When she was seventeen, Miriam sang a rhythm and blues number to open a Special Olympics Games. She was later advised to enter the 1997 music festival in order to develop an ability to sing other kinds of music, and to join a choir. To her surpise, she won the operatic aria class just two weeks after joining the Lydian Singers. In 1999, she won the North mixed duet class at music festival and performed the role of 'Liu' in Lydian Singers production of Turandot in 1999.
A capacity to sing jazz has led her to sing with Raf Robertson and Pamberi Steel. In addition, her classical jazz version of 'Summertime', sung at the Rex Grenadian Hotel in May 1999, was very well received by the audience.
Whitney Houston, Leontyne Pryce, Jessie Norman and Rachel Farrel are among her favourite singers, and through Pat Bishop and the Lydians, she continues to learn a great deal which will serve her for life.
How long have you been singing?
D-M N – I always sang, or at least, I always enjoyed singing. I sang in my primary school choir, secondary school choir, church. But as Pat Whittle loves to point out, I couldn't really sing before Lydians. So I guess instead of saying that I sang all my life I would say that I always enjoyed singing.
How long have you been a Lydian?
DMN - I joined the Lydians in September 1996. At that time the choir was preparing for the opera L'Elisir D'Amore. At that time I had just entered Bishop Anstey as a Form Six student from North Eastern College.
Where else do you sing?
D-M N - For the most part just Lydians
What big roles have you done before?
D-M N None really
What solo work have you enjoyed?
D-M N - The Rock Nativity (Mary), The Alto Rhapsody ( I enjoyed being the lone female in the men's concert- Four Sundays in July 1998), The Sea Picture by Elgar - Ladies Concert 1998. There were other solos here and there but they were neither here nor there. To be honest I prefer singing as a part of a duet, trio or small ensemble than doing solo work
What do you do in real life?
D-M N - That's a good question. I'm an attorney, and for now, I work in the Legislative Drafting Department of the Office of the Attorney General.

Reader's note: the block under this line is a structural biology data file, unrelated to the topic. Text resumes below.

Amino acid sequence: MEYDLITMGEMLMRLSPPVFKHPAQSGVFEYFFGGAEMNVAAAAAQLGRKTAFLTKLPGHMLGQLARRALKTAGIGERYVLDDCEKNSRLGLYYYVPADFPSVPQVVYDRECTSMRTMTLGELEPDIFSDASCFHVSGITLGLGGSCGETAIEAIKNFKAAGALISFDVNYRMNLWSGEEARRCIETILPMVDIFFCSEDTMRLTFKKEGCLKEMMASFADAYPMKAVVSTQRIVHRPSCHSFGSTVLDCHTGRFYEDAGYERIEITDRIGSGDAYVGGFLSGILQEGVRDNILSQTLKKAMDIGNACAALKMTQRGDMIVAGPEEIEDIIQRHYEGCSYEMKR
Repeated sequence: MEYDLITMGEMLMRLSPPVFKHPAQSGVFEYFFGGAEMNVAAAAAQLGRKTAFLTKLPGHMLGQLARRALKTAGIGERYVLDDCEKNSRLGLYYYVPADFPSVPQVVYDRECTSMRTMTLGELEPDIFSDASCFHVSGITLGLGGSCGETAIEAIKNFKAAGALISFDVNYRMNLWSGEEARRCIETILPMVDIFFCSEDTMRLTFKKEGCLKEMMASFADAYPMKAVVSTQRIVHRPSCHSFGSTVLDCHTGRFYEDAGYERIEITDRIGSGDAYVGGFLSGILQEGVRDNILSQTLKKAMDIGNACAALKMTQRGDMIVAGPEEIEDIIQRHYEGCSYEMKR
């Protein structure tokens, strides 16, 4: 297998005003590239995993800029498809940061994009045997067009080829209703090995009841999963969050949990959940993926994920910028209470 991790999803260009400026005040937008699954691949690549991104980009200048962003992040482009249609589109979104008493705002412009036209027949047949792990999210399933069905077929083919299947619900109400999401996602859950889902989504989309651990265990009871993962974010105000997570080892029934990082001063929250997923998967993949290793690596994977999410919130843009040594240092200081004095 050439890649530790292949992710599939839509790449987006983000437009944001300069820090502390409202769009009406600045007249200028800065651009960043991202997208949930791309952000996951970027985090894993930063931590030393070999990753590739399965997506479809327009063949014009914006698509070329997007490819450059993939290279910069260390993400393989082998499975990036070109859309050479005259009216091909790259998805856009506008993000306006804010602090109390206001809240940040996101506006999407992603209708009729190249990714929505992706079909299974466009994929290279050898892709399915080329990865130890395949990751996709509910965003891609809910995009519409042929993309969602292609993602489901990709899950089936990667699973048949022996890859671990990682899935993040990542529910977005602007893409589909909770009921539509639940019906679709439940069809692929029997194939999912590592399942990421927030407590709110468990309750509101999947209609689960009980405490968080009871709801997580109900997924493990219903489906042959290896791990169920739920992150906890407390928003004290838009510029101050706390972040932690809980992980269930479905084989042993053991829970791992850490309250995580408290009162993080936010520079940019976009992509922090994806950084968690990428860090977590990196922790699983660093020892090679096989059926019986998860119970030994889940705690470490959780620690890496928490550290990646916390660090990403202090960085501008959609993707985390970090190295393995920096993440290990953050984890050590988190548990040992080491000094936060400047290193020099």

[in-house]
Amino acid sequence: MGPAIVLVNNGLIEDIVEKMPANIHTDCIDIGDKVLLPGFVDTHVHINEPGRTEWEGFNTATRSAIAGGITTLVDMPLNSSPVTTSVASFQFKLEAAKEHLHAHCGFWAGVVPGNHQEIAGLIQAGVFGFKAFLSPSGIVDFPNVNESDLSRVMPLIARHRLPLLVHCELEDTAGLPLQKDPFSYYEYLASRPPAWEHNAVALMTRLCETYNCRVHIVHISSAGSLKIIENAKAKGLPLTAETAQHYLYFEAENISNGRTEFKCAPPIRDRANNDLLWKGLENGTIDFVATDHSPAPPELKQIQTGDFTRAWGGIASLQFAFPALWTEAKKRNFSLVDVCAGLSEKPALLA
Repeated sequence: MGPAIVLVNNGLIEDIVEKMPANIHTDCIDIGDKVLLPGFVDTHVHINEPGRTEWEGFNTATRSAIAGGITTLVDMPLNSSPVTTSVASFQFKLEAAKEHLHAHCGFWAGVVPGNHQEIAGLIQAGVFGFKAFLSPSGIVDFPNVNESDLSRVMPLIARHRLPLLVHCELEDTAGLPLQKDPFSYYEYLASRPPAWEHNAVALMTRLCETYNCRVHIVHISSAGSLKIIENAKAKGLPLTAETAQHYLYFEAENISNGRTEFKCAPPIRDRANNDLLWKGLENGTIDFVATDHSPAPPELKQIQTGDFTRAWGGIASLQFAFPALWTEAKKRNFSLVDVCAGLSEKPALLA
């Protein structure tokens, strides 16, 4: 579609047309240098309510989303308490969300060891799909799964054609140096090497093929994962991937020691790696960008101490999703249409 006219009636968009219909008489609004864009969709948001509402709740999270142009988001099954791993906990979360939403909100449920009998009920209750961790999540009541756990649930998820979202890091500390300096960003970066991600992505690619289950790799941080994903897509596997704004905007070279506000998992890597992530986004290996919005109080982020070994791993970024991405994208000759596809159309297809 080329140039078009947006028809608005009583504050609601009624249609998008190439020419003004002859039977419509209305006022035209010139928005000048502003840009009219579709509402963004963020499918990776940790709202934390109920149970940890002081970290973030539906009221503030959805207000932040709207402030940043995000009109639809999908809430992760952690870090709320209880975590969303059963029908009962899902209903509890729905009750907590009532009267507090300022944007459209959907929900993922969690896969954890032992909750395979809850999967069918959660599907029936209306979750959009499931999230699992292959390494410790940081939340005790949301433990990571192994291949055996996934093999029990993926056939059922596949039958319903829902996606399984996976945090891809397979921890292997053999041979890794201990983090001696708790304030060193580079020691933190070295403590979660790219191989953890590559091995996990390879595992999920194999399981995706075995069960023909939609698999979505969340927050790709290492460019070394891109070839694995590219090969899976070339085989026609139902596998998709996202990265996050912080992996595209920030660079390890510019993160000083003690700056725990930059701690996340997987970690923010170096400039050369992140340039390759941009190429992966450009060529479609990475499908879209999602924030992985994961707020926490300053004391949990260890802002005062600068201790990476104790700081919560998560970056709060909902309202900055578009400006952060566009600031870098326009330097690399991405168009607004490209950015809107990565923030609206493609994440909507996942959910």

What real life demands do you have?
D-M N - None really. My biggest challenge is to constantly find new ways to entertain myself.
How do you fit Lydians in a busy life?
D-M N - What busy life? But seriously though, I often tell people that I need distractions. At school, I would focus on school work best when I knew that I had a million other things to do and therefore didn’t have any time to come back to it later. If I don’t constantly have something new and interesting to do I get bored and would procrastinate. Lydians sometimes provides that new and interesting "thing" for me to do. So I guess that Lydians doesn’t prevent me from doing other things but helps me to do them better
What are you looking forward to in a singing career?
D-M N - I'm not nearly good enough to talk about a singing career. A hobby at most. I'm just grateful for the opportunity that Pat and the Lydians afford me, to try.
What life dreams do you have?
D-M N - Wow! If you asked me this question a year ago I would have given you a very confident answer but right now the best that I can say is that I’m keeping my options open. Whatever I do though I hope it affords me the opportunity to travel extensively
Any thing you’d like to add about Orpheus & Euridice & Amor? D-M N - I heard that I might be singing in the same cast with Joanne Pyle and Michael Zephyrine. While this means singing with two first class singers (so I need to give it my best), it also means working with two people who are supportive and willing to share what they know.
Interview with Barbara Jenkins
Leanna Roper who performed as ‘A Blessed Spirit’ in the recent Lydian production of Orpheus and Euridice, is a relatively new Lydian, having joined along with her mother, Laura, just over a year ago. She has been singing all of her life and she sings regularly with her church choir at Our Lady of Lourdes, Maraval, where she is a soloist.
With the Lydians, Leanna immediately stepped into the limelight in the Monteverdi Vespers in September as a second soprano soloist. This was quickly followed by a lead part in the Christmas concert Parang segment and an operatic solo in the Ladies’ Concert in June.